I have three daughters now. The older one is from my first husband and the younger two are from the second. Both of my husbands cheated on me and I didn't accept it and told them to leave. The people at my Church told me, "You have to accept it, because since the time of kings and queens there was betrayal." But even if it always existed I'm not obliged to accept it. I don't have to do what my sisters did and what my mom went through.

I'm a different human being. I'm different, I don't know. I'd like to understand why I am this way, but I think it's that I've grown tired of seeing so many people suffer. It's like drinking: I don't like drinking because my father drank and did those things to my mom and I saw her suffering.

I was seven years old but I remember, I remember the bad things that he did to her, and so I don't accept violence. Today when I raise my daughters I'm against hitting, I'm for talking — I'll give them a punishment, take away their cell phone. That's the way it is, everyone has their differences, no one is the same.

In the future, 10 years from now, I hope for better things: peace, a better future for our children, a better government. It'll be difficult. Those who enter in politics already encounter rottenness, and they end up worsening everything, putting the money in their own pockets, causing more poverty, more violence.

Here if there really was a good police force, a good president, I think it would be a really nice country. If there were more people who were honest, the world wouldn't be the way it is today. That's why I teach my daughters to not take from others, to not go into my bag to take money, that if they want money they should ask me directly. If I have it I'll give it to them and if I don't then I can't. If you don't teach them that way then they're going to become what's out there on the street, part of the violence, part of the mess.

I try to say these things to at least change a little in the world of our youth, to see if it gets a little better. No one understands one another anymore, no one can look one another in the face anymore. What we need now is love. What the people need now is love.

Sascha Bercovitch studied Latin American history at Harvard University. He has spent the past year living in Complexo da Maré, the largest group of favelas in Rio de Janeiro, on a Trustman Postgraduate Fellowship.

This is Worldcrunch"s international collection of essays, both original pieces written in English and others translated from the world's best writers in any language. The name for this collection, Rue Amelot, is a nod to the humble address in eastern Paris we call home. Send ideas and suggestions at info@worldcrunch.com.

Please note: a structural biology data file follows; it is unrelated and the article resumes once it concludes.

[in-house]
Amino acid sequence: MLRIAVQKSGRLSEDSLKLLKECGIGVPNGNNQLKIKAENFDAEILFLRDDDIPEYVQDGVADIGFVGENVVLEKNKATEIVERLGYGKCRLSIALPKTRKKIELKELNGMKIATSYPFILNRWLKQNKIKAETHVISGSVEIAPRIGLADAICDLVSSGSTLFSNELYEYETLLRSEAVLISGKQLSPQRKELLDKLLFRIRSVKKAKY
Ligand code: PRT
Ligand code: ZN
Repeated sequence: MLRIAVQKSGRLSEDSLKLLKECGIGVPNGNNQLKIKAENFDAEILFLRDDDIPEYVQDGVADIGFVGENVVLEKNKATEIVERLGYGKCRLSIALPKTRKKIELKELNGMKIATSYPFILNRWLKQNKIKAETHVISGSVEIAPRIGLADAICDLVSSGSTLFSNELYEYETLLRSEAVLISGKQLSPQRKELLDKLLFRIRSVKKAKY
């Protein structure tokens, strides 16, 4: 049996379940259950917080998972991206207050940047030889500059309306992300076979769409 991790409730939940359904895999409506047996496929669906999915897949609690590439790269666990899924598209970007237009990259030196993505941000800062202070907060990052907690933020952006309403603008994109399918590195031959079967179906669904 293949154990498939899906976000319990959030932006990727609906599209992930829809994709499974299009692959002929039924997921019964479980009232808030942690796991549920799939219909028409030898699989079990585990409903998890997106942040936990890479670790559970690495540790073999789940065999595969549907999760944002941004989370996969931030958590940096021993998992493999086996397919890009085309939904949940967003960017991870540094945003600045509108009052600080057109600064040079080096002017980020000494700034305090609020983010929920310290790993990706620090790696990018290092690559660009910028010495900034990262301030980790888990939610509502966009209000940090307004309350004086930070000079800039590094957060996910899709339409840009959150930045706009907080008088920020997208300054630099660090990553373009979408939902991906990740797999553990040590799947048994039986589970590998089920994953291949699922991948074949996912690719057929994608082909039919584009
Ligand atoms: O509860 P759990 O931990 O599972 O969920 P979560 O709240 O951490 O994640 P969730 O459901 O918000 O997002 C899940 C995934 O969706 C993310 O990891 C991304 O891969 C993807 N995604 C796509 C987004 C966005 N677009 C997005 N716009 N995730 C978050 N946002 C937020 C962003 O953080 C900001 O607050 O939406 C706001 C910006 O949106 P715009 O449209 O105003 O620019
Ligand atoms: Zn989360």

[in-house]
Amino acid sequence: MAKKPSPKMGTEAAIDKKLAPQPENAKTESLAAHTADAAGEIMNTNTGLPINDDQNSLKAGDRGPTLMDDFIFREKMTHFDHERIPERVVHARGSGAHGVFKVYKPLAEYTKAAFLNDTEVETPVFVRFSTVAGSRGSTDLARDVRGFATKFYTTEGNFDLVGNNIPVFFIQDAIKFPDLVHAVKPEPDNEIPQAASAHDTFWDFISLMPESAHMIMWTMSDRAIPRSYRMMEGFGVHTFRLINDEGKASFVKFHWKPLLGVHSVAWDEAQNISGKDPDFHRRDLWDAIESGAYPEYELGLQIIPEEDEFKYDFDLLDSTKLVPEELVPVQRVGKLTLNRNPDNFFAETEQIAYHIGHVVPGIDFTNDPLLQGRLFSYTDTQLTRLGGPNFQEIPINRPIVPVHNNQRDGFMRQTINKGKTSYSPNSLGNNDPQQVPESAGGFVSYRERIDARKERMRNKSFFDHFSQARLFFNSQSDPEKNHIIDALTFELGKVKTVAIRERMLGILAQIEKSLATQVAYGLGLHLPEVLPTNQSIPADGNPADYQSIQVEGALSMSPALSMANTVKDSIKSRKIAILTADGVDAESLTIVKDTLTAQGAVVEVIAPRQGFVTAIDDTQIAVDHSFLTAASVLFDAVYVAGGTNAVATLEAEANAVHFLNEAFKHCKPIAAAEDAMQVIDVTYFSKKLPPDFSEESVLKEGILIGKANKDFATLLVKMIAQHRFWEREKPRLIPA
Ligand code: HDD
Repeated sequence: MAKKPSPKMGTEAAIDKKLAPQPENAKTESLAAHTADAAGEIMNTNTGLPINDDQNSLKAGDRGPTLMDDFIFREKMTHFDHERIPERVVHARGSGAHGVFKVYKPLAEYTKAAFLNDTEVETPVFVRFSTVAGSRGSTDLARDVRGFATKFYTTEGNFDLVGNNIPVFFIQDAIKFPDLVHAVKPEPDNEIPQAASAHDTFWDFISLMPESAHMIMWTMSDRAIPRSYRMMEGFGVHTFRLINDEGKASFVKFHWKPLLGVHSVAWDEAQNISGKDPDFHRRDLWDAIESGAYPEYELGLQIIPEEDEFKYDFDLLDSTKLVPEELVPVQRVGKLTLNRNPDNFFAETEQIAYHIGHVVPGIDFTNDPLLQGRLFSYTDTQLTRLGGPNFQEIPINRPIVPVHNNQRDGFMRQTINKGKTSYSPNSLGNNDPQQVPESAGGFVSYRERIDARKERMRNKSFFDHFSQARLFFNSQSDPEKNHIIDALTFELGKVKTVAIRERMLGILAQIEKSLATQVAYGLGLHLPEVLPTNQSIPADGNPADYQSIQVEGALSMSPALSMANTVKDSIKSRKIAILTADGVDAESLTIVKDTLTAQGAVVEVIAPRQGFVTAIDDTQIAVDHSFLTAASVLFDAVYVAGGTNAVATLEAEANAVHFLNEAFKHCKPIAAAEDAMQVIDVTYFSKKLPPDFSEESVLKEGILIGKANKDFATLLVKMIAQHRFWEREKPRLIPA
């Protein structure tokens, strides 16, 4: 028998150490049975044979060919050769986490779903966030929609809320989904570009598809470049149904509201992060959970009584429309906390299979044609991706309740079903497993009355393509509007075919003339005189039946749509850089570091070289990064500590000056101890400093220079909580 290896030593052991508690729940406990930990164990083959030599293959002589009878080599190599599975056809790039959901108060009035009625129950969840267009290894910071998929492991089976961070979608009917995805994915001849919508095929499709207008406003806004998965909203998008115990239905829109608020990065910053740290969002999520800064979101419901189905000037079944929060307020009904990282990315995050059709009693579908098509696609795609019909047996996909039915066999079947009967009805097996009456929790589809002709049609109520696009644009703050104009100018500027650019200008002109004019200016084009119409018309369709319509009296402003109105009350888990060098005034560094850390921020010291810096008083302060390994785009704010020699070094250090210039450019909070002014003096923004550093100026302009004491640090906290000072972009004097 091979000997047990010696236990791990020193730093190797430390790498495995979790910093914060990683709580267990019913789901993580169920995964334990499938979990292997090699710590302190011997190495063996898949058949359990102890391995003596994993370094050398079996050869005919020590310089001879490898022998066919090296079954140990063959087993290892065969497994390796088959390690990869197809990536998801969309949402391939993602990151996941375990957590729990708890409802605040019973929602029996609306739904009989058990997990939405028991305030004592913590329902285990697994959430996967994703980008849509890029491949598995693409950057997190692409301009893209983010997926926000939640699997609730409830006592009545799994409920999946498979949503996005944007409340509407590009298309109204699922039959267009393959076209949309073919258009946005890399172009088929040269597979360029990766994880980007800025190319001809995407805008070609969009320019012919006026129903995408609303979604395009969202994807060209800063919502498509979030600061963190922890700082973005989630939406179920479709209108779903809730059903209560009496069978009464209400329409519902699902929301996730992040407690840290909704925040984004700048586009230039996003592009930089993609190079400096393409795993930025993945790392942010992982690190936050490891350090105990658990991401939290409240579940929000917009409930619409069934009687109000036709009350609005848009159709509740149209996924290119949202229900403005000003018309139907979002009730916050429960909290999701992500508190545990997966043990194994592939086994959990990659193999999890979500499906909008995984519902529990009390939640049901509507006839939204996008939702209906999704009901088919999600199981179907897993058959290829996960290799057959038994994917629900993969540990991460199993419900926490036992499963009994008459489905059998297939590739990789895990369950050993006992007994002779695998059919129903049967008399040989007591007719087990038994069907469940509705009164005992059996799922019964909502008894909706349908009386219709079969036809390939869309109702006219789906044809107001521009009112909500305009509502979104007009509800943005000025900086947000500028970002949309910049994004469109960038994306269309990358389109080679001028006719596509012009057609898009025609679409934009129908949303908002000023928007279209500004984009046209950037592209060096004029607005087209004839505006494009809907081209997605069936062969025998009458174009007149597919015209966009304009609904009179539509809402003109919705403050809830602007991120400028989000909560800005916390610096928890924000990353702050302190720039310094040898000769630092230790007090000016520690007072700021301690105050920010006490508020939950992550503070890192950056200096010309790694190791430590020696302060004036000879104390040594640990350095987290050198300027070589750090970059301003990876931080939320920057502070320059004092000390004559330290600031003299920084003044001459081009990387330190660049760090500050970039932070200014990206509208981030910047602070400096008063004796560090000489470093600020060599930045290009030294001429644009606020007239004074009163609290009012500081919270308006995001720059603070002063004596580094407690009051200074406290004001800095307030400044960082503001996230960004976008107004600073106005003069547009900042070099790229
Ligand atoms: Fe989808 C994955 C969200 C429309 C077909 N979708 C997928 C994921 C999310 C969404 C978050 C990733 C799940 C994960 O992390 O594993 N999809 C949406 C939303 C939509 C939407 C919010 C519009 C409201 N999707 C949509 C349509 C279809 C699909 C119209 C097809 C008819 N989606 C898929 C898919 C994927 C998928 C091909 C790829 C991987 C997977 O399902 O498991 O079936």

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For Seniors, Friendship May Be More Important Than Family

Even if the aging and elderly tend to wind up confined to family circles, Argentine academics Laura Belli and Danila Suárez explore the often untapped benefits of friendship in our later years.

Photograph of two elderly women and an elderly man walking arm in arm. Behind the, there are adverts for famous football players.

Two elderly women and a man walk arm in arm

Philippe Leone/Unsplash
Laura F. Belli and Danila Suárez Tomé

Updated Dec. 10, 2023 at 10:10 p.m.

BUENOS AIRES — What kind of friendship do people most talk about? Most often it is childhood or teenage friendships, while friendships between men and women are repeatedly analyzed. What about friendships among the elderly? How are they affected when friends disappear, at a stage when grieving is already more frequent?

Argentines Laura Belli and Danila Suárez Tomé, two friends with PhDs in philosophy, explore the challenges and benefits of friendship in their book Filosofía de la amistad (Friendship Philosophy).

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They consider how friendships can emerge later in life, in profoundly altered circumstances from those of our youth, with people living through events like retirement, widowhood, reduced autonomy or to a greater or lesser degree, personal deterioration. All these can affect older people's ability to form and keep friendships, even if changes happen at any stage in life.

Filosofía de la amistadexplores the place of friendships amid daunting changes. These are not just the result of ageing itself but also of how one is perceived, nor will they affect everyone exactly the same way. Aging has firstly become a far more diverse experience, with increasing lifespans and better healthcare everywhere, and despite an inevitable restriction in life opportunities, a good many seniors enjoy far greater freedom and life choices than before.